Amid a sweeping crackdown on dissent in Egypt, security forces have forcibly disappeared hundreds of people since the beginning of 2015, according to a new report from Amnesty International.

It's an "unprecedented spike," the group says, with an average of three or four people disappeared every day.

The Republican Party, as it prepares for its convention next week has checked off item No. 1 on its housekeeping list — drafting a party platform. The document reflects the conservative views of its authors, many of whom are party activists. So don't look for any concessions to changing views among the broader public on key social issues.

Many public figures who took to Twitter and Facebook following the murder of five police officers in Dallas have faced public blowback and, in some cases, found their employers less than forgiving about inflammatory and sometimes hateful online comments.

As Venezuela unravels — with shortages of food and medicine, as well as runaway inflation — President Nicolas Maduro is increasingly unpopular. But he's still holding onto power.

"The truth in Venezuela is there is real hunger. We are hungry," says a man who has invited me into his house in the northwestern city of Maracaibo, but doesn't want his name used for fear of reprisals by the government.

The wiry man paces angrily as he speaks. It wasn't always this way, he says, showing how loose his pants are now.

Ask a typical teenage girl about the latest slang and girl crushes and you might get answers like "spilling the tea" and Taylor Swift. But at the Girl Up Leadership Summit in Washington, D.C., the answers were "intersectional feminism" — the idea that there's no one-size-fits-all definition of feminism — and U.N. climate chief Christiana Figueres.

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Arizona Hispanics Poised To Swing State Blue

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Editor's note: This report contains accounts of rape, violence and other disturbing events.

Sex trafficking wasn't a major concern in the early 1980s, when Beth Jacobs was a teenager. If you were a prostitute, the thinking went, it was your choice.

Jacobs thought that too, right up until she came to, on the lot of a dark truck stop one night. She says she had asked a friendly-seeming man for a ride home that afternoon.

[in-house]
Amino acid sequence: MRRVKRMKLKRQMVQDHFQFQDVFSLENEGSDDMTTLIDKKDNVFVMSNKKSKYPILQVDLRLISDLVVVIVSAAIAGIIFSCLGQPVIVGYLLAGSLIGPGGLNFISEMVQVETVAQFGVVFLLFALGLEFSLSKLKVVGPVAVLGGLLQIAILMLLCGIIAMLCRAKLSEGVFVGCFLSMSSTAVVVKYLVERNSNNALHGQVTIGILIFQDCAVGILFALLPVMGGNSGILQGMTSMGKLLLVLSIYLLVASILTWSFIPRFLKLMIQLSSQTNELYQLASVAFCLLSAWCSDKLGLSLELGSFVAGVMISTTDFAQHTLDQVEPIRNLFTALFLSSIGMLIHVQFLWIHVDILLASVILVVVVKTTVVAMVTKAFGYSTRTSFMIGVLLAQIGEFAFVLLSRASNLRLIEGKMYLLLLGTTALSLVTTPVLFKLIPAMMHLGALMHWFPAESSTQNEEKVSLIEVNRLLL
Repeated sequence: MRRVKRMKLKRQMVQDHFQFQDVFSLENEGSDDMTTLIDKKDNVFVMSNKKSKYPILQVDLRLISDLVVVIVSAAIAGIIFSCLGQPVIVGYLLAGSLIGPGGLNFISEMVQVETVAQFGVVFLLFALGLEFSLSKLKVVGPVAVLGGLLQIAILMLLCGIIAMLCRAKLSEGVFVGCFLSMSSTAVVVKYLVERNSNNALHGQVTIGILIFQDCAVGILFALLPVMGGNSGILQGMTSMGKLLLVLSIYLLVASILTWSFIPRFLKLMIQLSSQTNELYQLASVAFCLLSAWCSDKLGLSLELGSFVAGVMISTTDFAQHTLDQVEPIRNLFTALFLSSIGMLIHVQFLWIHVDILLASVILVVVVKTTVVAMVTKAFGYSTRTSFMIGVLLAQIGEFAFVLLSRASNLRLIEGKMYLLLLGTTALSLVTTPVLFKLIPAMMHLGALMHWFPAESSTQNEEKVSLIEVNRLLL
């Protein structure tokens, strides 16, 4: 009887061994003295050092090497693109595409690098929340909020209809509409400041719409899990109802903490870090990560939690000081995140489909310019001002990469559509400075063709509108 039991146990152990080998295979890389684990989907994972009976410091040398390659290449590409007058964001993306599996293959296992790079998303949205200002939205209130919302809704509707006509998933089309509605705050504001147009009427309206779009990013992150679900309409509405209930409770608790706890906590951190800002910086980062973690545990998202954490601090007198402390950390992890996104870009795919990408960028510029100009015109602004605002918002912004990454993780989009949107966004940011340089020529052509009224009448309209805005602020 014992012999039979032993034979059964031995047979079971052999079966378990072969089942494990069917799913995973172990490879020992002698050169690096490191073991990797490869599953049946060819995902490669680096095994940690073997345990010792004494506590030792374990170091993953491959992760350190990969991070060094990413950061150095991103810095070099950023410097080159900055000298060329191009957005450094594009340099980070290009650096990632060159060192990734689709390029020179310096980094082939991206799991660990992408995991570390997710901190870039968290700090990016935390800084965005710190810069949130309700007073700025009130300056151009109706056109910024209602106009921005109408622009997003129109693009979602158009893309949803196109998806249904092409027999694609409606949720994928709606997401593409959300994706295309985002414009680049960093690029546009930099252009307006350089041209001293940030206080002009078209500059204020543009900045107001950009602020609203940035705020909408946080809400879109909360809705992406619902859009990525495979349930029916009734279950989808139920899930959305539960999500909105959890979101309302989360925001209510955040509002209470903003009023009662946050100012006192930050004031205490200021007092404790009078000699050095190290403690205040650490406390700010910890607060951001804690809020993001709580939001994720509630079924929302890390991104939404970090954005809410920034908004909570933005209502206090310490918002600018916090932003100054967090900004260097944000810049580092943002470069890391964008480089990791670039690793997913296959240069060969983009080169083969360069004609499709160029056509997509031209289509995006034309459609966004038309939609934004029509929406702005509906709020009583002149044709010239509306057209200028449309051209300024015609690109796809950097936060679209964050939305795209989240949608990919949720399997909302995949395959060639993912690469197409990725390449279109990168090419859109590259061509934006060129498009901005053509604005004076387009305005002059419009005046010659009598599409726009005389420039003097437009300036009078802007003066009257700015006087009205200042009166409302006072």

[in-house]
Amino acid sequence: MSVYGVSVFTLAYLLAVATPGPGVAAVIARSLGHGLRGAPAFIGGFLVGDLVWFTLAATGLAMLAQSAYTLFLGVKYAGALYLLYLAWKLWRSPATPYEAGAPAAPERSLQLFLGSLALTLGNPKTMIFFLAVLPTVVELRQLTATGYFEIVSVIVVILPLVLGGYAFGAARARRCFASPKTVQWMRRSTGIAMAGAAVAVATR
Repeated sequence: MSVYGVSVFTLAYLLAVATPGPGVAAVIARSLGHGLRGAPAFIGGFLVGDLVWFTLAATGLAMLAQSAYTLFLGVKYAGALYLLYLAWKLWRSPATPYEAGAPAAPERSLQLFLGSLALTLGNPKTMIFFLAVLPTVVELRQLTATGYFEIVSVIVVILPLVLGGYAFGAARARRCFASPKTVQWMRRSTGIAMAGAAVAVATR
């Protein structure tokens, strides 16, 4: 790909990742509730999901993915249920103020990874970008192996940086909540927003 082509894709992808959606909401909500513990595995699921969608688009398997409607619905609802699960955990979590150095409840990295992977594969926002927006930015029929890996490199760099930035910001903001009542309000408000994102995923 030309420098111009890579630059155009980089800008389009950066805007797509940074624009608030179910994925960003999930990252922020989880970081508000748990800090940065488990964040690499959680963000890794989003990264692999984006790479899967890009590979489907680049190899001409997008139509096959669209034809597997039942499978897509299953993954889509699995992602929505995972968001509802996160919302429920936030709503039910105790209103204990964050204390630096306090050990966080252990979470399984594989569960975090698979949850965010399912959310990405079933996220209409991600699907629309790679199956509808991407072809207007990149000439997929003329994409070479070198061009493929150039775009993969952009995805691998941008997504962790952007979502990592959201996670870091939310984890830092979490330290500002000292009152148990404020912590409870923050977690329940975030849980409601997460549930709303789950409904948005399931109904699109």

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Edmar Castañeda And Friends On JazzSet

May 16, 2013
Originally published on June 20, 2014 4:07 pm

As a child in Bogotá, Edmar Castañeda and his sister took folk dance classes. Their mother made sure of that. Castañeda liked the dancing, but he really liked the live harp accompaniment. In Spanish, the harp is called the llanero. It's Colombian, not a classical harp.

When the family moved to Queens, Castañeda studied trumpet and discovered jazz, especially improvisation. So he put his loves together, working as a solo harpist in a New York restaurant and teaching himself the music people wanted to hear on an instrument they did not expect to see.

Now in his mid-30s, Castañeda is a world-traveling, collaborative musical marvel. He's an extroverted, sweet-tempered virtuoso; The Wall Street Journal calls him the "hippest harpist." A soprano saxophonist from Israel and a drummer/percussionist originally from the Bay Area round out his trio.

In November 2012, this trio and special guests played three nights at the Americas Society in Manhattan. The series fit Americas Society's mission to a T; both are designed to foster understanding of issues confronting the hemisphere, and increase awareness and appreciation of a diverse cultural heritage.

Castañeda wears a bright red cap, and his electric-blue harp is his orchestra. He walks those fluid bass lines under percussive chords and fast-moving melodies. Saxophonist Shlomi Cohen, born in Tel Aviv, came to New York to study jazz. Cohen plays funk with the Bernie Worrell Orchestra. Castañeda calls Dave Silliman "the man with four hands." Silliman is ridiculously productive as he paints with brushes on the snare drum, slaps the cajon he sits on and rattles his gourds.

Guest bandoneonist Héctor del Curto from Argentina now lives in New York, where he directed Forever Tango on Broadway. Vibraphonist Joe Locke is made in the U.S.; he and Castañeda played a duo concert at the Tanglewood Jazz Festival that aired on JazzSet. Vocalist Andrea Tierra from Medellín met and married Edmar Castañeda in New York. And Jorge Glem, the four-string guitar player, has won first place in more than one cuatro festival and competition events in his home country of Venezuela. One by one, they join Castañeda.

This series of concerts received support from Chamber Music America's 2012 Presenting Jazz program, funded through the generosity of the Doris Duke Charitable Foundation (which also funds JazzSet) and the MetLife Foundation Music of the Americas Concert Series, with the New York City Department of Cultural Affairs.

Set List

  • "Double Portion" (Castañeda) featuring the trio
  • "Libertango" (Piazzolla) with guest Héctor del Curto, bandoneon
  • "Cuarto de Colores" (Castañeda) with guest Joe Locke, vibes
  • "Carrao Carrao" (traditional) with Andrea Tierra, vocals
  • "Entre Cuerdas" (Castañeda) with Jorge Glem, cuatro


  • Edmar Castañeda, harp
  • Shlomi Cohen, soprano sax
  • Dave Silliman, drums and percussion
  • Héctor del Curto, bandoneón
  • Joe Locke, vibraphone
  • Andrea Tierra, vocal
  • Jorge Glem, cuatro


Host: Dee Dee Bridgewater. Recording engineer: Bill Siegmund with Don Fierro and Andrew T. Shire. Surround Sound remix engineer: Duke Markos. Studio engineer: Ginger Bruner, KUNV in Las Vegas. Thanks to Sebastian Zubieta, music director, Americas Society; Jeanette Vuocolo, jazz program director, Chamber Music America.

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